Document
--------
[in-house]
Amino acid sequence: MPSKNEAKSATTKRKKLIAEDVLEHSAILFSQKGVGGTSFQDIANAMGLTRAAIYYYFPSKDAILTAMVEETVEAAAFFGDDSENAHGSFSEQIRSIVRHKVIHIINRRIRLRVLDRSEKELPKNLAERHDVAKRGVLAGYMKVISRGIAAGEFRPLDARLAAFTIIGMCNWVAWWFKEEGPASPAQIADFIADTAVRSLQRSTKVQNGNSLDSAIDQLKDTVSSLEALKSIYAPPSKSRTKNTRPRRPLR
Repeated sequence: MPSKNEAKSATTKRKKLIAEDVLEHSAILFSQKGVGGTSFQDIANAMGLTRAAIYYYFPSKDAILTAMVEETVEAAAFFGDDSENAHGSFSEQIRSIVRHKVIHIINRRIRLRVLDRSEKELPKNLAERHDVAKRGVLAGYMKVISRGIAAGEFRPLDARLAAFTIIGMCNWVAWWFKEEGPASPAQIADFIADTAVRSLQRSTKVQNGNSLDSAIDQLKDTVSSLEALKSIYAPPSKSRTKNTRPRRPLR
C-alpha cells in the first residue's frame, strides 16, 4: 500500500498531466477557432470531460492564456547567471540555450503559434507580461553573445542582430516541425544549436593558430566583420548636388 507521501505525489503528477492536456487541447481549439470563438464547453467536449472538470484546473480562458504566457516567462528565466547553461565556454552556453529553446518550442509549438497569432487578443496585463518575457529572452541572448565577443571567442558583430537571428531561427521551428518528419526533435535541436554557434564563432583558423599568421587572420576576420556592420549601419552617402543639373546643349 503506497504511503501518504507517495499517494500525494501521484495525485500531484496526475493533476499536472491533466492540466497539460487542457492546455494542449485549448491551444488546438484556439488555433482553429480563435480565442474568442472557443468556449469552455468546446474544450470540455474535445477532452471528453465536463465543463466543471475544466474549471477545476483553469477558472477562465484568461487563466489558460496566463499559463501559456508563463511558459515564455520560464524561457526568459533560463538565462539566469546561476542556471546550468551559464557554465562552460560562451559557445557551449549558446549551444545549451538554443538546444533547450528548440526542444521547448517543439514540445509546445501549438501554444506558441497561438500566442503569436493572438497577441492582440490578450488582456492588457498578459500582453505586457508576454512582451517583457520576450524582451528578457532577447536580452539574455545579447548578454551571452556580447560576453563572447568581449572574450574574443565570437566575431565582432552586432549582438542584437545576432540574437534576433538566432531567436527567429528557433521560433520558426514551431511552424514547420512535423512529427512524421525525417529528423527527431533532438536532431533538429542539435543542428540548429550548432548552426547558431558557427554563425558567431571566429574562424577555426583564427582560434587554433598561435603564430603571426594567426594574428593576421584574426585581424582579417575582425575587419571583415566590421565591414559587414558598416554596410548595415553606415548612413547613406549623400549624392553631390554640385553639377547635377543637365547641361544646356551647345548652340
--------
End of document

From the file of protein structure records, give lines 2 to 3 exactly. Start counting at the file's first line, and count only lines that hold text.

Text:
Amino acid sequence: MPSKNEAKSATTKRKKLIAEDVLEHSAILFSQKGVGGTSFQDIANAMGLTRAAIYYYFPSKDAILTAMVEETVEAAAFFGDDSENAHGSFSEQIRSIVRHKVIHIINRRIRLRVLDRSEKELPKNLAERHDVAKRGVLAGYMKVISRGIAAGEFRPLDARLAAFTIIGMCNWVAWWFKEEGPASPAQIADFIADTAVRSLQRSTKVQNGNSLDSAIDQLKDTVSSLEALKSIYAPPSKSRTKNTRPRRPLR
Repeated sequence: MPSKNEAKSATTKRKKLIAEDVLEHSAILFSQKGVGGTSFQDIANAMGLTRAAIYYYFPSKDAILTAMVEETVEAAAFFGDDSENAHGSFSEQIRSIVRHKVIHIINRRIRLRVLDRSEKELPKNLAERHDVAKRGVLAGYMKVISRGIAAGEFRPLDARLAAFTIIGMCNWVAWWFKEEGPASPAQIADFIADTAVRSLQRSTKVQNGNSLDSAIDQLKDTVSSLEALKSIYAPPSKSRTKNTRPRRPLR